The Portada Evolving America Summit at Digital Hollywood was held last Tuesday at the Ritz Carlton, Marina del Rey, CA. Here are the first pics of the event:
Zach Rosenberg, EVP Chief Growth Officer at Horizon is one of the most experienced U.S. Advertising executives. Having previously had senior positions at JWT, DDB and Chiat/Day, in 2000 Zach joined Horizon Media as General Manager. In 2012 he became EVP-Chief Growth Officer. Zach will be one of the major speakers at our upcoming Portada Evolving America Summit on Tuesday October 21 in the Ritz Carlton, Marina del Rey, CA. We interviewed Zach on his views on Multicultural audiences, their impact on the general consumer and more.
Portada: How important is the multicultural consumer in the offerings of Horizon Media for brand marketers?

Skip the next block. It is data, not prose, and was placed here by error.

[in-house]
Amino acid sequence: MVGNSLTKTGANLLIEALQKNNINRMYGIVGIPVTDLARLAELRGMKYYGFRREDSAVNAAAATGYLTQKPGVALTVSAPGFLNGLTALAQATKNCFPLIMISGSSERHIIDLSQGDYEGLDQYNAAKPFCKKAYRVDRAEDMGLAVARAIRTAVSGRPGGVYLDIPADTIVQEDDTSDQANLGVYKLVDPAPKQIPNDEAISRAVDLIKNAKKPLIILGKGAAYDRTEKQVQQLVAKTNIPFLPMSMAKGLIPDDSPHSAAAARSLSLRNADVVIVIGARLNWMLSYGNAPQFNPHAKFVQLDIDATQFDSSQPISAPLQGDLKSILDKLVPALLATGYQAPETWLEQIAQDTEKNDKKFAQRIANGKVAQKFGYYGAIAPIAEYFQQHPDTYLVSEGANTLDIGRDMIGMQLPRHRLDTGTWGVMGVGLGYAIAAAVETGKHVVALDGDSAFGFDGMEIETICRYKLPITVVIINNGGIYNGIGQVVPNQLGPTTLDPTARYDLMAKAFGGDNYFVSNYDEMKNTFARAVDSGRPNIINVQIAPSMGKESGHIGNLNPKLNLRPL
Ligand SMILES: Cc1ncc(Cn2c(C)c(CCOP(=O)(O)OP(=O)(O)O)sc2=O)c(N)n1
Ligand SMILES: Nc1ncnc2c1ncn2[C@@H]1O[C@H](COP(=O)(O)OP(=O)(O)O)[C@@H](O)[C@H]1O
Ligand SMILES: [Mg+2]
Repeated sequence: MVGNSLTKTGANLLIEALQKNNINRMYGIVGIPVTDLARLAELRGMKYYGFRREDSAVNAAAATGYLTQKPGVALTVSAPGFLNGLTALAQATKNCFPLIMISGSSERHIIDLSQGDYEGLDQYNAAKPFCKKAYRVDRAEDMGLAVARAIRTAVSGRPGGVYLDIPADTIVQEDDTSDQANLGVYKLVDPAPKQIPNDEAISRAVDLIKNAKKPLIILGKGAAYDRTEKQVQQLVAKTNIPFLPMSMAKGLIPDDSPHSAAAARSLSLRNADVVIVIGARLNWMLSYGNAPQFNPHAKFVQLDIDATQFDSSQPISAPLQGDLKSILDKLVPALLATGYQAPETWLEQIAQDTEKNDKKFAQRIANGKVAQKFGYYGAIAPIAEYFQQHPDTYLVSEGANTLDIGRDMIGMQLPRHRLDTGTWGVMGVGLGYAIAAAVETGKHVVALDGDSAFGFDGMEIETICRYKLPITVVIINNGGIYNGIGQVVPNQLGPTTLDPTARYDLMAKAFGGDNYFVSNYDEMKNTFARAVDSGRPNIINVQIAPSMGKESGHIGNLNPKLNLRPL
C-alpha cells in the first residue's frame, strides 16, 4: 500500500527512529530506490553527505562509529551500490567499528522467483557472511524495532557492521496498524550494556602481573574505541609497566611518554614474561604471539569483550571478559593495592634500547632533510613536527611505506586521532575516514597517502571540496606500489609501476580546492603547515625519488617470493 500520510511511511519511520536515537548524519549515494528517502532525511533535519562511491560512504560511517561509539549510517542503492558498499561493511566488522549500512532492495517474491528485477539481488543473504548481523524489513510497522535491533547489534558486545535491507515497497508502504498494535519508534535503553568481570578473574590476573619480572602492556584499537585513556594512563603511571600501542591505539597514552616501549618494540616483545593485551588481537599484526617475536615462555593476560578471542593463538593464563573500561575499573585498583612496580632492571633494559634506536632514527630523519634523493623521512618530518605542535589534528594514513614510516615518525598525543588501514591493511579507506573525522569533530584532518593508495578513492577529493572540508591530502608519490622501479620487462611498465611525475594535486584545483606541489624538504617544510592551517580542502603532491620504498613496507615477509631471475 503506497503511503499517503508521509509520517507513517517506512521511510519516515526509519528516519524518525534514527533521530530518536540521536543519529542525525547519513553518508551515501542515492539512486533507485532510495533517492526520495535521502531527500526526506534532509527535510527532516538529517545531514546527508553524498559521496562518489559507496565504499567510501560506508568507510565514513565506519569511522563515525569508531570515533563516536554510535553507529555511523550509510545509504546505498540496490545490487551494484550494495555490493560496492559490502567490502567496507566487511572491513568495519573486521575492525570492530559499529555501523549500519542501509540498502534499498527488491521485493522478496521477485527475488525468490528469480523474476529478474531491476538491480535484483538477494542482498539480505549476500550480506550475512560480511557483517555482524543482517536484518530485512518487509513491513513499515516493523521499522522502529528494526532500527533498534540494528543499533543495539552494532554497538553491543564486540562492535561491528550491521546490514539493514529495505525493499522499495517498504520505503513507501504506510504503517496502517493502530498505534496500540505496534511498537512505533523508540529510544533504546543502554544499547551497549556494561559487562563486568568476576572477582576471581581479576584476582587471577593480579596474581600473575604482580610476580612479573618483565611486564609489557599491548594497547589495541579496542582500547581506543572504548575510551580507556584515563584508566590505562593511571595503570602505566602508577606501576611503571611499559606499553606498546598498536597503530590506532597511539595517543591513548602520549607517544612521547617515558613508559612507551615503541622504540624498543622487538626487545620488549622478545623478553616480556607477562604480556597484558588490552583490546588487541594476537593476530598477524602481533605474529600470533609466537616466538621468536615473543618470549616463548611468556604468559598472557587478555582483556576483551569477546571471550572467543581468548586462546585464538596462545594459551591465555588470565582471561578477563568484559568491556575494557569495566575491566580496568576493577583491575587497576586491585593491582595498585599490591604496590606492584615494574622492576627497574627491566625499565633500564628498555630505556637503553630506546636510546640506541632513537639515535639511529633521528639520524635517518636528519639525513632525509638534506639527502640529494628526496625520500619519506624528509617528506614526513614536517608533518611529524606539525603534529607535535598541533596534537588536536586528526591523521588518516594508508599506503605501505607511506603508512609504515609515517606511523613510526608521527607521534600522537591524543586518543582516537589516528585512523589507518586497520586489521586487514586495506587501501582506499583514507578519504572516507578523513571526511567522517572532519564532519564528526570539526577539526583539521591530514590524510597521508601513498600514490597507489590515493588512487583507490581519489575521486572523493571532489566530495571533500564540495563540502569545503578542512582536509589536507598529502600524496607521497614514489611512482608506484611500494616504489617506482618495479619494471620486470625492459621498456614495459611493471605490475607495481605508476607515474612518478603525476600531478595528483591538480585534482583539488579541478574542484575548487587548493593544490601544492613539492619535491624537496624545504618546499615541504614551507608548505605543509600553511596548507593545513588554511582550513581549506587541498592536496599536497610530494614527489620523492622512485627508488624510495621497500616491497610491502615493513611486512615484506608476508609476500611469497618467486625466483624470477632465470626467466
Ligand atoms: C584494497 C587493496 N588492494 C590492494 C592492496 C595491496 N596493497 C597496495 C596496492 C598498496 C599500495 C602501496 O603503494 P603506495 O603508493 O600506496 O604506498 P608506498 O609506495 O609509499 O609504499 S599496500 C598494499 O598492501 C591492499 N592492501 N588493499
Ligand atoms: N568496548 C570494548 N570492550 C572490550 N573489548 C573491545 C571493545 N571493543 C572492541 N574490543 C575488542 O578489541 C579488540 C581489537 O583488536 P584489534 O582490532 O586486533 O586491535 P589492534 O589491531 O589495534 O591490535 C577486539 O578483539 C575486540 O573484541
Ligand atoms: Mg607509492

Zach Rosenberg, EVP Chief Growth Officer at Horizon Media: “Nearly half of adult Millennials are multicultural. Given this demographic shift, it is paramount that communications planning continues to evolve to reflect this cultural diversity. Horizon Media’s multicultural practice is seamlessly integrated across all facets of the agency and provides informed strategies for the agency’s clients. Powered by Horizon’s proprietary tools and processes and combining traditional and digital expertise, the practice harnesses the latest consumer insights with market nuances to drive the most relevant and effective campaigns.”
Nearly half of adult Millennials are multicultural. Given this demographic shift, it is paramount that communications planning continues to evolve to reflect this cultural diversity.